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Re: claimed completion on "ACTION-233: Publish the consolidated test suite"

From: Gregg Kellogg <gregg@greggkellogg.net>
Date: Thu, 21 Mar 2013 07:38:08 -0700
Message-Id: <7F071517-1A60-48E9-B802-8CC87D07AAE9@greggkellogg.net>
Cc: "public-rdf-wg@w3.org" <public-rdf-wg@w3.org>
To: Andy Seaborne <andy.seaborne@epimorphics.com>
On Mar 21, 2013, at 3:47 AM, Andy Seaborne <andy.seaborne@epimorphics.com> wrote:

> 
> 
> On 21/03/13 03:51, Eric Prud'hommeaux wrote:
>> RDF and I18N folks, we have an interesting situation where we permit
>> U+F900-U+FA0D to appear in local names, but advise against anything
>> which is not NFC. So, what do we test?
> 
> The grammar is wider than the acceptable URIs in several places - it's inevitable.  We're expecting URI checking to be done after parsing in a very strict implementation.
> 
> So test good practice and recognize that not everywhere is completely up-to-date on everything.

+1

Gregg

>    Andy
> 
>> Everything a Turtle parser
>> could encouter? Currently assigned characters that are in NFC?
>> Identifiers consisting of a single letter 'a', under the assumption
>> that all others will work by extension?
>> 
>> 
>> * Gavin Carothers <gavin@carothers.name> [2013-03-20 13:17-0700]
>>> http://www.unicode.org/charts/PDF/U1F00.pdf U+1FFF is not a character.
>>> http://www.unicode.org/charts/PDF/U2150.pdf U+218F is not a character.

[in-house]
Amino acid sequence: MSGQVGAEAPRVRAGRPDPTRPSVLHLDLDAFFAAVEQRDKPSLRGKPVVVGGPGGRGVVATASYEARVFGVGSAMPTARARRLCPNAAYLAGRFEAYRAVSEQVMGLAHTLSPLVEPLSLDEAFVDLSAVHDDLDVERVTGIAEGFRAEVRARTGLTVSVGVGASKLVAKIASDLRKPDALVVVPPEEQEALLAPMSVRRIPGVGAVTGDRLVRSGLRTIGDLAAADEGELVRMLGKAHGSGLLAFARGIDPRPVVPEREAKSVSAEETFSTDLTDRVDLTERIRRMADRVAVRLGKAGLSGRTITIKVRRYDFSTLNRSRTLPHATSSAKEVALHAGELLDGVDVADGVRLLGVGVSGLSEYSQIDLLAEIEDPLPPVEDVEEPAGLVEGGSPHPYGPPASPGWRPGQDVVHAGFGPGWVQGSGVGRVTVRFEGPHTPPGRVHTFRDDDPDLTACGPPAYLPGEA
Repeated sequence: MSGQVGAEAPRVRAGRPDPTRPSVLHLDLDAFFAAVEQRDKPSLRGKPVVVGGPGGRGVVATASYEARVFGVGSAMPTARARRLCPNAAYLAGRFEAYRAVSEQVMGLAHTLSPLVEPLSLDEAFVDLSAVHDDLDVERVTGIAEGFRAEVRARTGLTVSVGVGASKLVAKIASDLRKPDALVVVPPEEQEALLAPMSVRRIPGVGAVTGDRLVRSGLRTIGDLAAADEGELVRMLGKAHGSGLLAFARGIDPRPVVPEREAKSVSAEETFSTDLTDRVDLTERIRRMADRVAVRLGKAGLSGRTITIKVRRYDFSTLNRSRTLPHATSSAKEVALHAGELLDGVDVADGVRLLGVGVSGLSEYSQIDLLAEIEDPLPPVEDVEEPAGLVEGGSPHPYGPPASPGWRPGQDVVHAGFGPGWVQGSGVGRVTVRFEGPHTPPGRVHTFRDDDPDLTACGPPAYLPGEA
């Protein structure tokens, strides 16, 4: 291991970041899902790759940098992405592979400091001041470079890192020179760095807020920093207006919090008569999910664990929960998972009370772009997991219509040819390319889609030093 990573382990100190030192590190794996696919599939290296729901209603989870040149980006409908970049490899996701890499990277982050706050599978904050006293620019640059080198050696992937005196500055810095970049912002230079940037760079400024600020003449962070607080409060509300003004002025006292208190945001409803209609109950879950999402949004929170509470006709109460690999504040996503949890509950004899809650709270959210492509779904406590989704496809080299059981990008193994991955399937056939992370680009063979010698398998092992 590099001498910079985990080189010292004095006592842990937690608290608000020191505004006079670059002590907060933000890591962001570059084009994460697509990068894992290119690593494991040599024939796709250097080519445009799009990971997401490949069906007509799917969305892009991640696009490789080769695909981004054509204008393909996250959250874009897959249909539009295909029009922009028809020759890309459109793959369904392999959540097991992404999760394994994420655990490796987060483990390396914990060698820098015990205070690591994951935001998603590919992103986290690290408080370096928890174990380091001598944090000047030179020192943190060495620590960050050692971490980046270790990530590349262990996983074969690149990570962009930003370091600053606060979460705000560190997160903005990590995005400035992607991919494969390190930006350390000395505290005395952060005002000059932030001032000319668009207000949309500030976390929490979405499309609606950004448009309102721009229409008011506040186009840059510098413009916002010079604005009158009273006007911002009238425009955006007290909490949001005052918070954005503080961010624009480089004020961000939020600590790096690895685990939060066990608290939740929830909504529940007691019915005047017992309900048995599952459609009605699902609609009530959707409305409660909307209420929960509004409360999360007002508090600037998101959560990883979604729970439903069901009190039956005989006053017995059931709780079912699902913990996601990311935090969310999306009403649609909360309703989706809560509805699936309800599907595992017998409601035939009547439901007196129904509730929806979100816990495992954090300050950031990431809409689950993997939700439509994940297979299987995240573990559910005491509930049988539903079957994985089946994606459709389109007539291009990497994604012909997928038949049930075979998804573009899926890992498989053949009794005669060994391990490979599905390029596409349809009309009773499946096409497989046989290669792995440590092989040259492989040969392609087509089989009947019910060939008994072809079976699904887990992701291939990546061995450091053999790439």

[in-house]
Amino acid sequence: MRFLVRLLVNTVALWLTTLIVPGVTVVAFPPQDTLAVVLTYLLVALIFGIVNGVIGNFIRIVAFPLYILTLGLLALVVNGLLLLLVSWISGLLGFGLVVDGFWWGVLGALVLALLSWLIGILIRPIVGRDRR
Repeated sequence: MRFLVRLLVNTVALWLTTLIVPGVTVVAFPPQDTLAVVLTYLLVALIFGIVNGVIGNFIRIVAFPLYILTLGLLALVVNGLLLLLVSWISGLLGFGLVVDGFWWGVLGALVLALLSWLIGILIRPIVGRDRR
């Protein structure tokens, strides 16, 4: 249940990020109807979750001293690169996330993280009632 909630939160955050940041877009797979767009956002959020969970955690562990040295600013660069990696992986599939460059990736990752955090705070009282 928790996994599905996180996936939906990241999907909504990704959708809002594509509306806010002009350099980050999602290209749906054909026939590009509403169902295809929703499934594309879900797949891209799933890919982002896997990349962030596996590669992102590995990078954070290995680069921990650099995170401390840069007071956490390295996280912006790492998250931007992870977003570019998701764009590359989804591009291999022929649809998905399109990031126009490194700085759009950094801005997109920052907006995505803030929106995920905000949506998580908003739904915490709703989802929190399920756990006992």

>>> No chart for code point U+2FEF could be located. Most likely this is
>>> because no character is assigned to this code point yet.
>>> http://www.unicode.org/charts/PDF/UD7B0.pdf U+D7FF is not a character.
>>> http://www.unicode.org/charts/PDF/UFB50.pdf U+FDCF is not a character.
>>> No chart for code point U+EFFFF could be located. Most likely this is
>>> because no character is assigned to this code point yet
>>> 
>>> 
>>> New string based on the above missing characters tested in Python 3.3
>>> (earlier versions of python not supported, only one with Unicode 6.1.0)
>> 
>> I banged briefly on finding an ubuntu package for Python 3.3
>> (currently at 3.2). Ended up with something called perl. sigh.
>> 
>> use Unicode::Normalize;
>> $s = "AZaz\x{00c0}\x{00d6}\x{00d8}\x{00f6}\x{00f8}\x{02ff}\x{0370}\x{037d}\x{0384}\x{1ffe}\x{200c}\x{200d}\x{2070}\x{217f}\x{2c00}\x{2fcf}\x{3001}\x{d7fb}\x{f900}\x{fdc7}\x{fdf0}\x{fffd}\x{00010000}\x{0001f52b}";
>> p $s cmp NFC($s);
>> => 1 -- strings are different. so now to look for the first candidate:
>> 
>> for (0xf900..0xfdcf) {
>>     if (ord(Unicode::Normalize::NFC(chr($_))) == $_) {
>>         printf("%x\n", $_);
>>         last;
>>     }
>> }
>> => fa0e
>> 
>> # checked with
>> $s = "AZaz\x{00c0}\x{00d6}\x{00d8}\x{00f6}\x{00f8}\x{02ff}\x{0370}\x{037d}\x{0384}\x{1ffe}\x{200c}\x{200d}\x{2070}\x{217f}\x{2c00}\x{2fcf}\x{3001}\x{d7fb}\x{fa0e}\x{fdc7}\x{fdf0}\x{fffd}\x{00010000}\x{0001f52b}";
>> p $s cmp NFC($s);
>> => 0 -- equivalent
>> 
>> The currently unassigned characters don't impact NFC:
>> $s = "AZaz\x{00c0}\x{00d6}\x{00d8}\x{00f6}\x{00f8}\x{02ff}\x{0370}\x{037d}\x{037f}\x{1fff}\x{200c}\x{200d}\x{2070}\x{218f}\x{2c00}\x{2fef}\x{3001}\x{d7ff}\x{fa0e}\x{fdcf}\x{fdf0}\x{fffd}\x{10000}\x{effff}"
>> p $s cmp NFC($s);
>> => 0 -- equivalent
>> 
>> 
>>> import unicodedata
>>> s =
>>> "AZaz\u00c0\u00d6\u00d8\u00f6\u00f8\u02ff\u0370\u037d\u0384\u1ffe\u200c\u200d\u2070\u217f\u2c00\u2fcf\u3001\ud7fb\uf900\ufdc7\ufdf0\ufffd\U00010000\U0001f52b"
>>> 
>>> def display_string(s):
>>> for c in s:
>>> print("""Character: {c!s}
>>> Codepoint: {code:x}
>>> Name: {name}
>>> Combining: {combining}
>>> """.format(
>>> c=c,
>>> code=ord(c),
>>> name=unicodedata.name(c),
>>> combining=unicodedata.combining(c),
>>> ))
>>> 
>>> n = unicodedata.normalize("NFC", s)
>>> 
>>> display_string(s)
>>> print("\n ------------------ \n ")
>>> display_string(n)
>>> 
>>> assert n == s
>>> 
>>> Yeah, they aren't the same. The offending character is f900: